APRIL 12, 2008
Well I was wrong. The new Prom Night IS an improvement over the original, at least in general. It would be easy for me to join the bandwagon, and say that this movie is an abomination, complete waste of time, etc, etc. But that's not the case. If I had to choose to rewatch either of them, I'd definitely go with the new one, and would recommend it more than I would the original as well. And hell, it's literally a 'remake' in name only; absolutely NOTHING is carried over, not even a name (it's worth noting that the original's screenwriter is not given a "Based on a screenplay" credit that is customary for remakes, even those with little to do with their predecessors). Why it's been damned from its announcement I have no idea - I'm hardly the only one who dislikes the original, and it wasn't being made by Platinum Dunes (poster child for "Let's hate it before we see a single frame of the film" mentality). And no, it's certainly no masterpiece, but it's definitely worthy of a better reception. Christ, it's not even the worst movie I've seen this week (hello there, Scarecrow Slayer)!
Let's get the bad out of the way first. For starters, the final third of the film is a bit of a letdown. Like Assault on Precinct 13's remake, and Red Eye, the screenwriter opted to set the entire finale of the film somewhere completely removed from the film's focal point, in this case, the goddamn prom. Having run out of things to do, I guess, the action shifts to the less interesting locale of... the Final Girl's house. It'd be like if the finale of Halloween was set on Christmas. This is the exact opposite of the problem the original had, which took fucking forever to GET to the prom. Again, it's an improvement, but it severely breaks the tension.
Also, the 2nd in command cop, played by James Ransone. Who the fuck is this guy? (uh, James Ransone.) He resembles a video store geek or maybe one of the extras in Chuck's computer store. They don't try to make him a badass or anything, thank Christ, but still, it looks like most of the high school kids could take him out with a stern look.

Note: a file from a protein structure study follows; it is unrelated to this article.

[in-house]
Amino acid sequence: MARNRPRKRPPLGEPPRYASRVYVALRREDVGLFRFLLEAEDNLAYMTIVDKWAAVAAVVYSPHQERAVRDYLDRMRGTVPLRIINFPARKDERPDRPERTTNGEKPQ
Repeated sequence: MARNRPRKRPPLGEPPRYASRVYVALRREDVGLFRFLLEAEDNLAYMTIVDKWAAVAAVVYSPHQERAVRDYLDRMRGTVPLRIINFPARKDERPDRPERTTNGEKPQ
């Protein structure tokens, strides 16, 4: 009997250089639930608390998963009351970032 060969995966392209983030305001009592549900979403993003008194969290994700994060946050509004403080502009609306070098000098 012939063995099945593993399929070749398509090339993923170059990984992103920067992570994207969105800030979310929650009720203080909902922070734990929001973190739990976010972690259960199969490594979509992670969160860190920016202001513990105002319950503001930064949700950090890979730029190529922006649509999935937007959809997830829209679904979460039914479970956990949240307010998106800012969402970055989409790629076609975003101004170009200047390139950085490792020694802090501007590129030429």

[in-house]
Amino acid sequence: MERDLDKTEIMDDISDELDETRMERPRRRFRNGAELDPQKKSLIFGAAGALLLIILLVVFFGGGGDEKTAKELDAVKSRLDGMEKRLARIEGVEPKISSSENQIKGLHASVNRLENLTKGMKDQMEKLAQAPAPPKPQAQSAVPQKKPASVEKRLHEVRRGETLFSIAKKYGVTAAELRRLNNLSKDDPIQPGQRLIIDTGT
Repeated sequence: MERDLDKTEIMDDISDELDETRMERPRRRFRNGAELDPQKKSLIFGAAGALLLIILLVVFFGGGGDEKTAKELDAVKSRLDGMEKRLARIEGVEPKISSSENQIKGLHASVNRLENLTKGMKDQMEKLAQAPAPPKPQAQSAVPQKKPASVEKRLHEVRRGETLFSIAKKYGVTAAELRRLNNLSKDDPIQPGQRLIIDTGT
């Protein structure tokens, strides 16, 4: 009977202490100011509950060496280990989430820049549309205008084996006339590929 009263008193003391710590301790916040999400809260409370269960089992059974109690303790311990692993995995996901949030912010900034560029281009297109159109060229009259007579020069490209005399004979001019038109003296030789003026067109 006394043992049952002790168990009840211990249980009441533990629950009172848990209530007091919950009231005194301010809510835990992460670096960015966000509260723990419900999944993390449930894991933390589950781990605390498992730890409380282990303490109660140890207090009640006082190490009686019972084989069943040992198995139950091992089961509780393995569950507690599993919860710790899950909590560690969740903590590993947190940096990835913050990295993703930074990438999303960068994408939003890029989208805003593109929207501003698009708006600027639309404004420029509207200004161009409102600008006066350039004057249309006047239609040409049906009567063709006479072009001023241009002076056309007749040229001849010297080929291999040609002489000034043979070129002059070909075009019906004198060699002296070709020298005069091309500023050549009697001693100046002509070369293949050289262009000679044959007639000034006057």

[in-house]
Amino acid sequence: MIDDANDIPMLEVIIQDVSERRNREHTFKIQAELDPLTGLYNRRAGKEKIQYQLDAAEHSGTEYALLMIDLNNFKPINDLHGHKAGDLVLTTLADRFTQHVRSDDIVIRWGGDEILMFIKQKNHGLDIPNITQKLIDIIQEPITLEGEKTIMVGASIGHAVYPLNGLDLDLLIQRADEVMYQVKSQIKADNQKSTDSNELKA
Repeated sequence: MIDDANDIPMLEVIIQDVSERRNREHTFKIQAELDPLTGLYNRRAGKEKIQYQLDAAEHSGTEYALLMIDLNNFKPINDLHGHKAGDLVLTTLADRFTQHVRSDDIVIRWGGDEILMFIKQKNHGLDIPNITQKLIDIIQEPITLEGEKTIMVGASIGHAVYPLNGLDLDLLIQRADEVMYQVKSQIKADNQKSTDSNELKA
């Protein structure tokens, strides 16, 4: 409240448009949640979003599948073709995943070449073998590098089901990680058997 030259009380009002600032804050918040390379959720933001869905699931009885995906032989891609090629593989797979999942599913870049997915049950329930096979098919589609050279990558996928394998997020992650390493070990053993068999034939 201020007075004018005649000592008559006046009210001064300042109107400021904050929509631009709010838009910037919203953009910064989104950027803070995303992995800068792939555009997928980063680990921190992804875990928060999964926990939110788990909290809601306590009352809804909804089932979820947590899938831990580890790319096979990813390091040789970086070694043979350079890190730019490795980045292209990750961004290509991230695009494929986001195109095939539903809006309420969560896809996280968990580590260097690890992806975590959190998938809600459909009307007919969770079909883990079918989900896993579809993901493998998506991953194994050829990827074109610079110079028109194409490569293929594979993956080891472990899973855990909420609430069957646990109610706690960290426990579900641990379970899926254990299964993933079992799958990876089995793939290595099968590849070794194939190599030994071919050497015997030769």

And they somehow managed to make a costume LESS impressive than the original's ski mask. Our killer wears... a baseball hat. That's it. Granted, his identity is not a surprise, we are told who he is right from the start (the movie is refreshingly straight forward - there are zero twists or last minute revelations), but even so, if the movie's a smash hit, thousands of jock douchebags will be accused of dressing like the Prom Night guy.
And yes, there are a lot of fake scares. We are supposed to accept them because Final Girl (Brittany Snow) saw her family killed and thus is jittery, but they go a bit overboard. At one point she gets scared of her own boyfriend, sitting next to her in bed (something she had initiated to begin with). It's not as bad as When a Stranger Calls (The wind! The phone! The ice machine! The sprinklers!), but I would be happy with a few less.
But that's about it for complaints (oh, those and putting the beautiful Jessica Stroup under a pound of unflattering makeup. She's made to look like Lohan at her crackwhoreist). There is actually quite a bit here that is impressive. It's completely solid on a technical level (2.35:1 to boot!), which automatically puts it higher than most of the shit I watch (even other theatrical releases). And while the rating obviously means we are spared excessive gore, there is some light splatter. More importantly, it's actually pretty violent. The body count is higher than I expected (though many are off-screen), and it's even a bit sad when a few of them die. That is due to the fact that the kids are all likable, albeit in stereotype form. There isn't much in the way of characterization, but the actors are all good in the roles. Also, and this is surprisingly rare in slasher movies, we actually see the aftermath of how the deaths of friends affects our heroine (one benefit to the disjointed finale). One of my favorite scenes in Scream 2 is when Sidney says that she has to call Randy's mom and tell her that he is dead, and then Dewey lets her know that he "already made that call". It's a sad scene, and makes the death carry more weight when you know it's actually made an impact on the other characters. Same thing here - the boyfriend of one of the dead girls gets a nice moment of grievance.